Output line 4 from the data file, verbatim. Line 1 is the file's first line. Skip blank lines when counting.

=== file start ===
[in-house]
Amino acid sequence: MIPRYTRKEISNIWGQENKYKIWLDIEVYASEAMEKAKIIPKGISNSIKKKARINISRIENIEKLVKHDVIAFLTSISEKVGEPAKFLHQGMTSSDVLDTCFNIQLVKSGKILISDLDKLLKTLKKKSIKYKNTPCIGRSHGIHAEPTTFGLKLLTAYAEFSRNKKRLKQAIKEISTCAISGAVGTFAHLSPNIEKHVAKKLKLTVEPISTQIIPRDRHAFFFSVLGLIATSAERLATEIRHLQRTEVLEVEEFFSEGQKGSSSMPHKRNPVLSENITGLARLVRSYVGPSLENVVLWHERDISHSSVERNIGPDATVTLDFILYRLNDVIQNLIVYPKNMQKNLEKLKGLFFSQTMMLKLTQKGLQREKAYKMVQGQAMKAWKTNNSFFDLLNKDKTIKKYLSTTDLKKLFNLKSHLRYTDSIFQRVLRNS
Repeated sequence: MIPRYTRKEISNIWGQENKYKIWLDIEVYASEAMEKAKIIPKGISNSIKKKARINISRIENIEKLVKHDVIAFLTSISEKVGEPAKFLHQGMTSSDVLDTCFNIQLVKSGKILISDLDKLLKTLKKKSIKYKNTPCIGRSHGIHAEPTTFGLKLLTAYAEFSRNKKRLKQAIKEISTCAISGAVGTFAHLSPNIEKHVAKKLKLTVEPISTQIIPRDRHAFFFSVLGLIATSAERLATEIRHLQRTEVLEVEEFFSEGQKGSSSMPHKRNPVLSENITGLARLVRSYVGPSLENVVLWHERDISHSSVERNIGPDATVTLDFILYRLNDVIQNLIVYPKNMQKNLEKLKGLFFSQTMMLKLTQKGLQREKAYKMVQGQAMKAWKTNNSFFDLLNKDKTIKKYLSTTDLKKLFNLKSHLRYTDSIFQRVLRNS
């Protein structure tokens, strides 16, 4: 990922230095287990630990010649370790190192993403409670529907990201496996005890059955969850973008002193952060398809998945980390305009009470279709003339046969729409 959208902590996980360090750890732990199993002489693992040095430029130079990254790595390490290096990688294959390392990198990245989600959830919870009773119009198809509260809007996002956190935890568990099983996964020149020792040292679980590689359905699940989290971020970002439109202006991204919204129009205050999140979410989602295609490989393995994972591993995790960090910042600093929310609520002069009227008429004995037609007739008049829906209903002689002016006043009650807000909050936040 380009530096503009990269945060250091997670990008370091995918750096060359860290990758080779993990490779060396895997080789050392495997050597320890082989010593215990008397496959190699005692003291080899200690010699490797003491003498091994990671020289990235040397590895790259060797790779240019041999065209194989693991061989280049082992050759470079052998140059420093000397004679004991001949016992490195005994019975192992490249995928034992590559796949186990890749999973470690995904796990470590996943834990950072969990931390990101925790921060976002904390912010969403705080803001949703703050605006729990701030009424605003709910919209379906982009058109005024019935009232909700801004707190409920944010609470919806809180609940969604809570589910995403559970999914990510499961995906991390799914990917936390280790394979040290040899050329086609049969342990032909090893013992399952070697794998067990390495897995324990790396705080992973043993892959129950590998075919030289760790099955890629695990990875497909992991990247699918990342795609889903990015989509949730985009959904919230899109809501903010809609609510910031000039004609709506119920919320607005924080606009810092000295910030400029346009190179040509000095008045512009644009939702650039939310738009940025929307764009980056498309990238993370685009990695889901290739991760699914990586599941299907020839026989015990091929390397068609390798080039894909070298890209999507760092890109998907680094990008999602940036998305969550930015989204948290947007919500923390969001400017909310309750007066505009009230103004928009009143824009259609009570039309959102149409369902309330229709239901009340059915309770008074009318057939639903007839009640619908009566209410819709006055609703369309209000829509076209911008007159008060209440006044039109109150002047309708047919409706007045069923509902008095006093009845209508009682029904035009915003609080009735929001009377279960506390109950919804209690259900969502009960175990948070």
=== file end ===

């Protein structure tokens, strides 16, 4: 990922230095287990630990010649370790190192993403409670529907990201496996005890059955969850973008002193952060398809998945980390305009009470279709003339046969729409 959208902590996980360090750890732990199993002489693992040095430029130079990254790595390490290096990688294959390392990198990245989600959830919870009773119009198809509260809007996002956190935890568990099983996964020149020792040292679980590689359905699940989290971020970002439109202006991204919204129009205050999140979410989602295609490989393995994972591993995790960090910042600093929310609520002069009227008429004995037609007739008049829906209903002689002016006043009650807000909050936040 380009530096503009990269945060250091997670990008370091995918750096060359860290990758080779993990490779060396895997080789050392495997050597320890082989010593215990008397496959190699005692003291080899200690010699490797003491003498091994990671020289990235040397590895790259060797790779240019041999065209194989693991061989280049082992050759470079052998140059420093000397004679004991001949016992490195005994019975192992490249995928034992590559796949186990890749999973470690995904796990470590996943834990950072969990931390990101925790921060976002904390912010969403705080803001949703703050605006729990701030009424605003709910919209379906982009058109005024019935009232909700801004707190409920944010609470919806809180609940969604809570589910995403559970999914990510499961995906991390799914990917936390280790394979040290040899050329086609049969342990032909090893013992399952070697794998067990390495897995324990790396705080992973043993892959129950590998075919030289760790099955890629695990990875497909992991990247699918990342795609889903990015989509949730985009959904919230899109809501903010809609609510910031000039004609709506119920919320607005924080606009810092000295910030400029346009190179040509000095008045512009644009939702650039939310738009940025929307764009980056498309990238993370685009990695889901290739991760699914990586599941299907020839026989015990091929390397068609390798080039894909070298890209999507760092890109998907680094990008999602940036998305969550930015989204948290947007919500923390969001400017909310309750007066505009009230103004928009009143824009259609009570039309959102149409369902309330229709239901009340059915309770008074009318057939639903007839009640619908009566209410819709006055609703369309209000829509076209911008007159008060209440006044039109109150002047309708047919409706007045069923509902008095006093009845209508009682029904035009915003609080009735929001009377279960506390109950919804209690259900969502009960175990948070």